Request for Comment: protocol extension design
ben at adversary.org
Sat Jan 12 11:54:20 CET 2019
So for much of last year I've been working on the Python
bindings for GPGME (now in maintenance mode) and though that occupied
much of my time, it didn't occupy all of it. At least not all of the
time spent on matters of interest to this list.
I've also been spending a fair bit of time, mostly in April last year
and then again in November and December, as well as a little over the
last week, working on something else for OpenPGP in general. That
being an extension or adaptation of the W3C's ActiveStreams 2.0 and
ActivityPub protocols to integrate with OpenPGP in order to provide
features for both signed and/or encrypted activities or objects for
those two protocols.
For those unfamiliar with ActivityStreams and ActivityPub, they're
microblogging protocols which provide functionality similar to
Twitter, except via a federated model rather than a centralised one.
Most users of these protocols know it by the more familiar names of
the software implementing them: Mastodon and Pleroma. The various
server instances of these being collectively known as the fediverse.
My introduction to the fediverse came early last year, not long after
starting the Python bindings HOWTO and my reading up on the underlying
protocols at that time made one thing very clear to me. That those
protocols were inherently something very familiar to everyone here:
they were a transport protocol. They were, however, a transport
protocol with no integrated means by which end users could guarantee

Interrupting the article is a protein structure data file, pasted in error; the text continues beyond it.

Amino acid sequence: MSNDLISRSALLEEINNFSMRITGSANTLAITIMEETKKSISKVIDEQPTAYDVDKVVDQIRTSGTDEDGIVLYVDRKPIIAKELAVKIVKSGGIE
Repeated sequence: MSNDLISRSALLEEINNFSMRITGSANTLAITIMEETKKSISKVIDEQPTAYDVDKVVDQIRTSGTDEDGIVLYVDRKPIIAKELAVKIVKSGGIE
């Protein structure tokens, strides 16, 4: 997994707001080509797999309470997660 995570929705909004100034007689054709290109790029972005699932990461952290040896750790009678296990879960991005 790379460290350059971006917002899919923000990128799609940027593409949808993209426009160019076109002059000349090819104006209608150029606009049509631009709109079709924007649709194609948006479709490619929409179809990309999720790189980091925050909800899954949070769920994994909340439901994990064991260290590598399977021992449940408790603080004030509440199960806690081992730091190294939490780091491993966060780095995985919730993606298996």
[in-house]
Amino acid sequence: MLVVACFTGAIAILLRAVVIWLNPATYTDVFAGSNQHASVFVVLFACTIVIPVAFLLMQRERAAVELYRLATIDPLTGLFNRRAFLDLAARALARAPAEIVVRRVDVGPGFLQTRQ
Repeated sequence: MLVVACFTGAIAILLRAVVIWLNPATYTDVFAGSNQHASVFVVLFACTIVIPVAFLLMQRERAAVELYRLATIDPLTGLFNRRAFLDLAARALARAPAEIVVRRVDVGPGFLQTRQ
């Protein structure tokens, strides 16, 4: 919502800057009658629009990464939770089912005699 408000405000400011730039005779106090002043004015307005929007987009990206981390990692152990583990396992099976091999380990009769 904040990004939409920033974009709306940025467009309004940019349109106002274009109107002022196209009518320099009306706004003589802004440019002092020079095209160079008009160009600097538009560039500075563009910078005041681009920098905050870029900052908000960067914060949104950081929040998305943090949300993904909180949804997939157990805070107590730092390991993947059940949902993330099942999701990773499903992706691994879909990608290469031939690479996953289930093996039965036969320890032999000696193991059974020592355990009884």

the fidelity of their posts or content, nor could they guarantee
end-to-end encrypted private communications save by somewhat ad-hoc
My proposal seeks to change that and now the second draft is ready for
public review, comment and critique.
It is pretty much essential to read and be familiar with Activity
Streams 2.0 and ActivityPub first. Both standards are available via
Then move on to my work at the following URL. The zipfile after that
contains all the public and private key data used in the examples.
Active Cryptography: OpenPGP over Activity Streams 2.0
Active Cryptography: supplemental files
Both of these latter URLs are hosted on AWS S3 servers; so you can
access them via HTTPS, but it will trigger an SSL certificate mismatch
alert. It's up to you.
These documents and files are being published principally in Germany
for political reasons and just in case. I may mirror them in the USA
later on, but I haven't decided on what the best course for Australian
publication is just yet.
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